Archive for the ‘plagiarism’ Category

qissa_01

We at mFC have been vocal supporter of Anup Singh’s Punjabi film Qissa. We not only loved and recommended the film, but we put it in our mFC’s Must-Watch list also. So it was bit shocking to us when he was accused of not crediting the original source of the story. A Facebook post by theatre actor and co-founder of Why Loiter? Mumbai, Neha Singh, has gone viral in the last few days. We are copy-pasting the post here -

It’s disappointing that the makers of the film Qissa forgot to give credit to the marvelous Rajasthani writer Vijaydan Detha on whose short story ‘Dohri Zindagi‘ the film is based. Vijaydan Detha (1926-2013) is a par excellent Indian writer who wrote in Rajasthani and on whose stories filmmakers Mani Kaul (Duvidha), Amol Palekar (Paheli) and Prakash Jha (Parinati) have made films. Dohri Zindagi is a story of a man who raises his daughter like a boy, hides the fact that she is a girl from everyone is the village and then marries her off to another girl. When the bride realizes her husband is a woman, she is devastated, but she decides to stick with her. Both of them run away, while the villagers try to kill them, and a ghost comes as their saviour. When the girl that was raised as a boy pleads with the ghost to turn her into a man, he does so. As soon as the girl turns into a boy, she tries raping the wife.

It is unfortunate that the credit wasn’t given, because the filmmakers are depriving the young audiences in getting acquainted with this literary stalwart. When I went to see the film, the young film buffs sitting besides me exclaimed ‘what a concept’, ‘how revolutionary’, without knowing that this story was written by a simple Rajasthani writer in a village many decades ago. Vijaydan Detha is a Padma Shri and Sahitya Academy award recipient as was nominated for the Nobel Prize in 2011. He wrote over 1300 poems and over 300 short stories. His works have been translated in Hindi and English but its a pity hardly anyone knows about him. But everyone knows about Chetan Bhagat.

The original post is here.

Anup Singh has now clarified his stand on this credit controversy in another Facebook post. This is his post -

Anyone who has seen Qissa must feel the intimate, personal nature of the tale. It’s a thing difficult for me to mention, but please keep in mind that I grew up a Sikh in Africa. The long hair and the frail body of a teenaged boy in a culture unfamiliar with Sikhism often led, as you might imagine, to traumatic experiences. And surrounding that, the refugee tales of my grandfather of lost relatives, of old ghosts coming alive in the telling — these are the real secret threads of Qissa.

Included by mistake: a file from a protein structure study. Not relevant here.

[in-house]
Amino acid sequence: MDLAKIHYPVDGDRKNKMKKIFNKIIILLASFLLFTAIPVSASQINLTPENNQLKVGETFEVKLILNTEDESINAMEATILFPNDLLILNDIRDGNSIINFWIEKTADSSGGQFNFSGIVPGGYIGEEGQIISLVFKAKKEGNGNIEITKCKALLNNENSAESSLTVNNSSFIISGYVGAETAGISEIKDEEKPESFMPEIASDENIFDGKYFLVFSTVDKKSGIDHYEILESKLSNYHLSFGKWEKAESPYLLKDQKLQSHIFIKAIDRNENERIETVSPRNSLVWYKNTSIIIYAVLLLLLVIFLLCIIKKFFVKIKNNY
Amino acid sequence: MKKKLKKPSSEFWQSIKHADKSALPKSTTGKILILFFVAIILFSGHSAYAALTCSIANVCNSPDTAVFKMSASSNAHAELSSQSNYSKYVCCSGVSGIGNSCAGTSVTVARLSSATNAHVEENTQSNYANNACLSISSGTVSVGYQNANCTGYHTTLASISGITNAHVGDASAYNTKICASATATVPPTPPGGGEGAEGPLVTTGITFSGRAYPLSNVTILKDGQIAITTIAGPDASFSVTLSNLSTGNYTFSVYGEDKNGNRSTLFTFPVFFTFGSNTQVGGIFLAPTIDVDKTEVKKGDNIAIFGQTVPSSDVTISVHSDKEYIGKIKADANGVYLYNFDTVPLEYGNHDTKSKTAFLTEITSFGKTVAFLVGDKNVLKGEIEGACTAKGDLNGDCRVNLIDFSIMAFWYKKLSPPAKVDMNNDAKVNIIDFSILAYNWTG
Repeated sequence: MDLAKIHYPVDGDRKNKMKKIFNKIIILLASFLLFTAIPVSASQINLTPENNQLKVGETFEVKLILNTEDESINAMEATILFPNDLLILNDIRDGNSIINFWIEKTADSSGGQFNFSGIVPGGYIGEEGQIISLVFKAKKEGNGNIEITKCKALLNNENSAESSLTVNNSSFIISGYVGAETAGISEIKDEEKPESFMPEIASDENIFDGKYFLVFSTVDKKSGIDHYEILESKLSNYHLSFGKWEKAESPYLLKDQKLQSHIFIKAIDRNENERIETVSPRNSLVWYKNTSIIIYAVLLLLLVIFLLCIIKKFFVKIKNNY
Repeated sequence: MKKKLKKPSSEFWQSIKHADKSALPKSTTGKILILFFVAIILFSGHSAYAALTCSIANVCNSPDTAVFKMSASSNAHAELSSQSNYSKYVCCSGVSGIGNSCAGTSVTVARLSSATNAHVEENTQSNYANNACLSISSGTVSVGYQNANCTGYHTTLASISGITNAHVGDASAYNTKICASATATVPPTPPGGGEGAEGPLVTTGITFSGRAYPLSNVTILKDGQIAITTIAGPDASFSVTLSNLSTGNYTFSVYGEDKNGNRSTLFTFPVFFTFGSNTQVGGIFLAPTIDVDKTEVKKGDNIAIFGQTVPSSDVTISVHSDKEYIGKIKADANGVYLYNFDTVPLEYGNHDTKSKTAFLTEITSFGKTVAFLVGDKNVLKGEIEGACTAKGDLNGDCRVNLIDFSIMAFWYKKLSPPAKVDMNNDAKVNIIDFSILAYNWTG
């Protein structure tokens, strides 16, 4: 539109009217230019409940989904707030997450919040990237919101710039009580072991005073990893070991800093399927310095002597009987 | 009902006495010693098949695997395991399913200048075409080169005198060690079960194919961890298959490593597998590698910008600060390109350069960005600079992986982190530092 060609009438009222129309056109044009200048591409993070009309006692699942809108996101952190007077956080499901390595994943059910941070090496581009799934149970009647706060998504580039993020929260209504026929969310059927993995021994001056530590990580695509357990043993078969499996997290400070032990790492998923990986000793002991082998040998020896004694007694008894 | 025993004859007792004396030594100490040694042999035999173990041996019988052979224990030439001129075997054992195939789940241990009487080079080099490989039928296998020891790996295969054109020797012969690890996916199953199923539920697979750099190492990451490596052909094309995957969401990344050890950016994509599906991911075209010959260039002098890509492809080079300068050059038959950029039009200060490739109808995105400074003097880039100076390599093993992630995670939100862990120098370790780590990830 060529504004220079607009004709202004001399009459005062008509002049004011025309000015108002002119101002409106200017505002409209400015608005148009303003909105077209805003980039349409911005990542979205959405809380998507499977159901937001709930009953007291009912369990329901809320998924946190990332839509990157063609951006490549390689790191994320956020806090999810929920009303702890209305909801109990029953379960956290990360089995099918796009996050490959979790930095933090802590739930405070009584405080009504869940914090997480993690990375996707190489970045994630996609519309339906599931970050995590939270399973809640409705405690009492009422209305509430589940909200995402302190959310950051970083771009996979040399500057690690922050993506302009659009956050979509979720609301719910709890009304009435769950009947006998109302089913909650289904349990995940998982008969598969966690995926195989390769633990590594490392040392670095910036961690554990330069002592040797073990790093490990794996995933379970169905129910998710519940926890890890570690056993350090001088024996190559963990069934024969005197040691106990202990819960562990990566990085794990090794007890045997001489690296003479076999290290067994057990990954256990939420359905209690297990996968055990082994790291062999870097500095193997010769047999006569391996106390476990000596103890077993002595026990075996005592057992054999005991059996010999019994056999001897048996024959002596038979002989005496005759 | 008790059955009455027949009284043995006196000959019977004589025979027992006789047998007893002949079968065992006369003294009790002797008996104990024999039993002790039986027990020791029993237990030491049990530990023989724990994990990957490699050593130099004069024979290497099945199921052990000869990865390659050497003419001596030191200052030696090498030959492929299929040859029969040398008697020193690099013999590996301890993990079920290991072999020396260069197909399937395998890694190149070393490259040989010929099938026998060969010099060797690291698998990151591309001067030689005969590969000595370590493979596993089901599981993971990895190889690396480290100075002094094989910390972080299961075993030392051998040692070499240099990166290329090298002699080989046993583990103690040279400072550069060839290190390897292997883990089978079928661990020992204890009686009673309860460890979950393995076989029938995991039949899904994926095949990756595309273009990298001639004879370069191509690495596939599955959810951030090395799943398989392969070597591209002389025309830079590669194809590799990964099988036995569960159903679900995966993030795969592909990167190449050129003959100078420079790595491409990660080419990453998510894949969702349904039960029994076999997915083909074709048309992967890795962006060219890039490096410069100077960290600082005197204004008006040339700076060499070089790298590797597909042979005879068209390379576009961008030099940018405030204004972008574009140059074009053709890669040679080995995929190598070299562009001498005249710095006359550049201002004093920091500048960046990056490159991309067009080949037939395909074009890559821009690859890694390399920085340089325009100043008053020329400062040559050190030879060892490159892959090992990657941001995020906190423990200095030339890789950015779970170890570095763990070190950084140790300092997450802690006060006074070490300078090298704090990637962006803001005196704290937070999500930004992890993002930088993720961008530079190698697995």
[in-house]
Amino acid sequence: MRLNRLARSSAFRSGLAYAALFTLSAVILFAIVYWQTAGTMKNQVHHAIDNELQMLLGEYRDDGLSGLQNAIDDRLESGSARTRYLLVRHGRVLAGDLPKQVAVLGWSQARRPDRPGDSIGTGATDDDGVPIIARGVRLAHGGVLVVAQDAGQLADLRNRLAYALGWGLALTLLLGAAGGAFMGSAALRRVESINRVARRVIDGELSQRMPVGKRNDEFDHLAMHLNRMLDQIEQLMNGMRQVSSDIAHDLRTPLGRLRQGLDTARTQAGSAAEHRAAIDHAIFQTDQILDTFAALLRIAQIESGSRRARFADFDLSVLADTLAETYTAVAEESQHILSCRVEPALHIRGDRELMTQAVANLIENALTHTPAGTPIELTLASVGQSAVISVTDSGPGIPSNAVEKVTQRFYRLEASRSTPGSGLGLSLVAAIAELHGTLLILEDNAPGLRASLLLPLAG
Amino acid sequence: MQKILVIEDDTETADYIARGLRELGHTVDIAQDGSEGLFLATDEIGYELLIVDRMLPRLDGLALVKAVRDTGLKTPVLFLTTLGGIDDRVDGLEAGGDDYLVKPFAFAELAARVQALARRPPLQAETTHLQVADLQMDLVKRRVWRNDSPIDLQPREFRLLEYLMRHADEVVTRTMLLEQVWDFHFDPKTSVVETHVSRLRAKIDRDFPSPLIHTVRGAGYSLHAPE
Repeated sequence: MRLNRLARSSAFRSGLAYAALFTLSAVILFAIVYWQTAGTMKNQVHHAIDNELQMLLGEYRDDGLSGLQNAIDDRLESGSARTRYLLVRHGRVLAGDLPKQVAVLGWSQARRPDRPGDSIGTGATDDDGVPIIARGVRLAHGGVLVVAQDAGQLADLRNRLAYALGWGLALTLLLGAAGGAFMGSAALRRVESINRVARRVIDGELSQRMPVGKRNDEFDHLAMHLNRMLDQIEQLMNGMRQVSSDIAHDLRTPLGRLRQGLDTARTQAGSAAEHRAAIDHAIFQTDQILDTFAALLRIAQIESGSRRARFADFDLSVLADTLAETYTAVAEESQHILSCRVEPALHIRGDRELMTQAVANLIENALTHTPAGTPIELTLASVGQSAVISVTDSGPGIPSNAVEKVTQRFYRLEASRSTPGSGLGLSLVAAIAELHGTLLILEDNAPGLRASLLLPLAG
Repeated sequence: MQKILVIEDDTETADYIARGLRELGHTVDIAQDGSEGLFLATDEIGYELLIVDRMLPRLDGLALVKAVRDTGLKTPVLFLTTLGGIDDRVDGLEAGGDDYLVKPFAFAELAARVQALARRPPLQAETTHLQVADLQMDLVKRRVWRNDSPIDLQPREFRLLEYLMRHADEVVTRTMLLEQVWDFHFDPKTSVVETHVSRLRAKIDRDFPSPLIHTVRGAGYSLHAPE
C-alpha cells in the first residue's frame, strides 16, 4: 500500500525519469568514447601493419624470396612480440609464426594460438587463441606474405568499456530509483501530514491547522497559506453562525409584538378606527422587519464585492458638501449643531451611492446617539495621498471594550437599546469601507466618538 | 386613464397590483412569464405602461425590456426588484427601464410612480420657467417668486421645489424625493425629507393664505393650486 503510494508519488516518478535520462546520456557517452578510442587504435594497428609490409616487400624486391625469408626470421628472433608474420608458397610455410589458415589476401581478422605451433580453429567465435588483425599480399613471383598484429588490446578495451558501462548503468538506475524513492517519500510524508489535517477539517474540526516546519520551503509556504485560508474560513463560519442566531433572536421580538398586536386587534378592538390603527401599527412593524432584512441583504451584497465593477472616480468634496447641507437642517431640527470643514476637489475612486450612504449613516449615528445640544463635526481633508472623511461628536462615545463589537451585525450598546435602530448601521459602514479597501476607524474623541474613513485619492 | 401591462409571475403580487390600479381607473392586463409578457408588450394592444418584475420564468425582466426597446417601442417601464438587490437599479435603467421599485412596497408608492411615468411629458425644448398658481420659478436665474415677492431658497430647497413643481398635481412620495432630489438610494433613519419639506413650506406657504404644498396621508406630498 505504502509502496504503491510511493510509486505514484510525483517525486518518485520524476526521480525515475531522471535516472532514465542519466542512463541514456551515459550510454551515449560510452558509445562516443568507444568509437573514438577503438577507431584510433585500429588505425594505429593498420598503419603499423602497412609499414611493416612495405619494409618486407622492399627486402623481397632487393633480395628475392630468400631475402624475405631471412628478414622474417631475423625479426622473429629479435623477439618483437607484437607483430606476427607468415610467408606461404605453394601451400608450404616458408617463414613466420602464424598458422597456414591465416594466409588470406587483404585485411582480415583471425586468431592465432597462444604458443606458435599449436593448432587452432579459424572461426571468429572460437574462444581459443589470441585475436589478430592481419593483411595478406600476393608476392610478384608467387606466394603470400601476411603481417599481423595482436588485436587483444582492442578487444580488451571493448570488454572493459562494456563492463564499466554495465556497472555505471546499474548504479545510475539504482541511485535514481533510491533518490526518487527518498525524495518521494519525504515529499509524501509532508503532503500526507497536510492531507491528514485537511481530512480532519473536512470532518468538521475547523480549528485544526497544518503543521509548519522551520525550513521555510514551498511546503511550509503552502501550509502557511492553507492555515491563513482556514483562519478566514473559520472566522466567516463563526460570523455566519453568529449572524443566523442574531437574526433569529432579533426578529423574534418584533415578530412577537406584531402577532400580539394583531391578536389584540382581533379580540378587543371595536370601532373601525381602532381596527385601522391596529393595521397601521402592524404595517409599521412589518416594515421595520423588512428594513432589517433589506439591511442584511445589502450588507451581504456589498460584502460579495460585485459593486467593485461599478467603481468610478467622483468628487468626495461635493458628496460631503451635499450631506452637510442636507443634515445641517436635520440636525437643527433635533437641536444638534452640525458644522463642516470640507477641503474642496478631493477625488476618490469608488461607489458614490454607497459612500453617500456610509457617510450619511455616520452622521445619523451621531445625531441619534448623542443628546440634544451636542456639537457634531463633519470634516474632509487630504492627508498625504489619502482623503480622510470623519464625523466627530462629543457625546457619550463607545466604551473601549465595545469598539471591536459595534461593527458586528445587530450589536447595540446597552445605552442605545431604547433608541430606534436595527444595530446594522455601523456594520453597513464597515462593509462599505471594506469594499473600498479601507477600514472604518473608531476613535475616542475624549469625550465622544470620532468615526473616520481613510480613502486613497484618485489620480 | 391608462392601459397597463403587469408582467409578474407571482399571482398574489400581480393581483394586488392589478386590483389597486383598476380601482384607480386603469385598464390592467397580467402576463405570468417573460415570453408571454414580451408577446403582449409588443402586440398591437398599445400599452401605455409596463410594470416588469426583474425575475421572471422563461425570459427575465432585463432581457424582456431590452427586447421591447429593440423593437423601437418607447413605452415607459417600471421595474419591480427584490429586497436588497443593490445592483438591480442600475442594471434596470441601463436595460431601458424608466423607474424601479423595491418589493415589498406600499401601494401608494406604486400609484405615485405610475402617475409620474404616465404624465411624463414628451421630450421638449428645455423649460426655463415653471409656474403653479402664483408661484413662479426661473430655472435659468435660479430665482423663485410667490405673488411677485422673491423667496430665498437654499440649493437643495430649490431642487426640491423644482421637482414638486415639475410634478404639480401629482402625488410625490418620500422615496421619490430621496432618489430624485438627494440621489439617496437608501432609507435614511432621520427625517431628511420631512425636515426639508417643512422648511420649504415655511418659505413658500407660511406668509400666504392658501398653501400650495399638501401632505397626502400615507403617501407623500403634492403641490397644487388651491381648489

It’s always wondrous how these little threads of a personal lived experience, the tales of our forefathers lead us to weave stories that evoke and dialogue with other intense experiences become tales in other cultures. There are African tales of girls living as men, there are similar Egyptian and Moroccan and Turkish tales. And tales in Spain …

Qissa is my childhood, my response to the violence of our time, my putting the ghosts of my grandfather and other relatives to rest.

Please do not reduce our imagination to a single reading or a single tale. We are all many tales, many possibilities.

You can read the post on FB here.

Sanjay Leela Bhansali’s Black was heavily inspired from The Miracle Worker. Some scenes were exactly the same, just with some more background music added to it. And now, it seems Karma’s cycle is complete as someone has made it in Turkish (Titled Benim Dünyam, which means My World). Interestingly, the lead actor of the film, Ugur Yucel, is also the director.

We are not sure if it’s official remake or just plagiarised. But from the trailer it’s easy to spot that it’s a frame by frame copy of Black. Though whatever little we could gather with the help of Google Translator, many Turkish articles do mention the film Black. So it might be official remake. Have a look.

UPDATE – Since there was some confusion about what we really wanted to say in the post, well, i just changed the header and made it clear. That’s how we talk in Versova. (Earlier it had the header “Bereft Of Colours is weirdly similar to 1/3 Ship Of Theseus”)

We came across this short film called “Bereft Of Colours” and it looks suspiciously similar to one of the three stories of Ship Of Theseus. At least on the concept level. Have a look and let us know what you think. Do post your views in the comments section.

We are not exactly sure when the film was made. If anyone knows more about it, please do inform us in the comments section.